Column: Improving the quality of care in recovery group homes

The proliferation of drug and alcohol recovery homes in Prescott is of major concern to our community and has been for the past decade. In conjunction with, and in anticipation of passage of Representative Noel Campbell’s H.B. 2107 to regulate structured sober living recovery homes, the City of Prescott is implementing its own plans to improve the health, safety and welfare of clients in these homes. These plans will not only improve the chances for successful treatment and recovery for people with addictions, they will also help to reduce neighborhood complaints from residents living near these recovery homes. The provisions of Rep. Campbell’s three-page bill can be viewed at www.azleg.gov. Once at this page, enter 2107 in the “bill number search” box located in the upper right hand corner.

As it stands now, the recovery home industry is largely unregulated. And it is not possible for our city zoning ordinances alone to ensure a high standard of care for those seeking to recover from their addiction in Prescott. Therefore, passage of Rep. Campbell’s bill, which allows each municipality to set its own supervision requirements within these homes, is essential to regulate and raise the standard of care for the clients in recovery here.

Working with the Northern Arizona Recovery Association (NARA), Prescott has already established supervision requirements and drafted qualifications for a house manager of a recovery home. (Currently no standards or requirements exist for recovery home managers in unlicensed homes.) Additionally, the city is discussing an Intergovernmental Agreement (IGA) with Yavapai College to develop and conduct a training course for recovery home managers based upon the established qualifications. The proposed course will include training on the disease model of addiction, first aid and CPR, prevention and control of infectious disease, crisis prevention and intervention, assistance in self-administration of medication, and establishment and maintenance of discharge plans for clients. House manager skills in these areas are critical components of quality care for people going through recovery, as well as reducing the potential for disturbances and other impacts to our residential areas. Upon successful completion of the course, recovery home managers will be awarded a certification so as to meet the supervision requirements set by Prescott. The training course is anticipated to be listed in the fall 2016 course offerings at Yavapai College.

I have also established the Mayor’s Ad Hoc Committee on Structured Sober Living Homes due to the high number of concerns and complaints from citizens in neighborhoods where certain recovery homes operate. It will serve as both a conflict resolution mechanism and a forum to educate and inform the public on the requirements for successful operation of recovery homes. In short, the purpose of the committee is to receive and review complaints from city residents and/or structured sober living home clients regarding health, safety, and welfare issues within specific homes. The committee will also collaborate with appropriate city departments in order to achieve a definite resolution to the complaints. A complete listing of the roles, responsibilities and processes it will follow can be found at the city’s website, www.prescott-az.gov, under the City Leadership tab, and then by selecting the Boards & Commissions page.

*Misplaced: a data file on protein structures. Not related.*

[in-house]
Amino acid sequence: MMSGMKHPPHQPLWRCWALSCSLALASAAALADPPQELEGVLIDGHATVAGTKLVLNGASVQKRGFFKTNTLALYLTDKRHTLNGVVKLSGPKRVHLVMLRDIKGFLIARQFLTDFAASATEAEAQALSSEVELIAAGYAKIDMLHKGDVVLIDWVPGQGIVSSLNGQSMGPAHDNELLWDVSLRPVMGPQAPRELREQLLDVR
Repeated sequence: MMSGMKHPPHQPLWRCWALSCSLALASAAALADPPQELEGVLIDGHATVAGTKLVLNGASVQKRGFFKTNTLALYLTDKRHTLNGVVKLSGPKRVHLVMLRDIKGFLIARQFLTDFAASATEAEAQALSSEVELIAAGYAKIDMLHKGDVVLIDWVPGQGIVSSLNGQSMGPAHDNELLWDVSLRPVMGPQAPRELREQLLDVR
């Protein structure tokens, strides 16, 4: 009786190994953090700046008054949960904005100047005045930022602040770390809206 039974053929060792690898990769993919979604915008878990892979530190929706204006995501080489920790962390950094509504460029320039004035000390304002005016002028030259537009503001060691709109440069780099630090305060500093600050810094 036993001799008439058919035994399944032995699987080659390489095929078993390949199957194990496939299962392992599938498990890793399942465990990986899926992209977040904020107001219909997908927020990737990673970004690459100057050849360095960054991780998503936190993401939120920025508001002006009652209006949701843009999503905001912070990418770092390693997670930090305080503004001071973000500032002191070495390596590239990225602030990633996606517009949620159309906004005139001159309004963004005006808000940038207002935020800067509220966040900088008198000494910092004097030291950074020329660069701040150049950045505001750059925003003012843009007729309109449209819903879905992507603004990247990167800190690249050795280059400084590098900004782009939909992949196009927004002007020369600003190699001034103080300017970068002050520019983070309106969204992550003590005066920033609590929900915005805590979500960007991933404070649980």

I appointed the eight-member citizen committee by using an application and review process; they will serve throughout my term of office. The selected committee members represent a good cross-section of our community, and have a variety of backgrounds including health care, public safety, education, business, and long-term residency. Given the direct connections to code enforcement and community-oriented policing, the Prescott Police Department will oversee the operation of the committee. The committee meets on a monthly basis with all meetings open to the public with the exception of any executive sessions that may be necessary. The first meeting of the committee occurred on March 10, 2016, and elicited important public and city staff input. The committee members and I look forward to active participation from both the citizens of Prescott and clients in the recovery homes to address fact-based incidences and take effective steps to bring about prompt resolution to problems. The overall goal of the committee is to achieve cooperation and mutual respect among neighbors, recovery home owners/operators and clients.

In closing, I want to thank the Northern Arizona Recovery Association as the impetus behind the proposed training course for recovery home managers. In addition, NARA has provided outstanding professional expertise and advice to me and our city staff as we educate and inform our citizenry about recovery group homes. Their input has been invaluable.

Harry B. Oberg is the Mayor of the City of Prescott.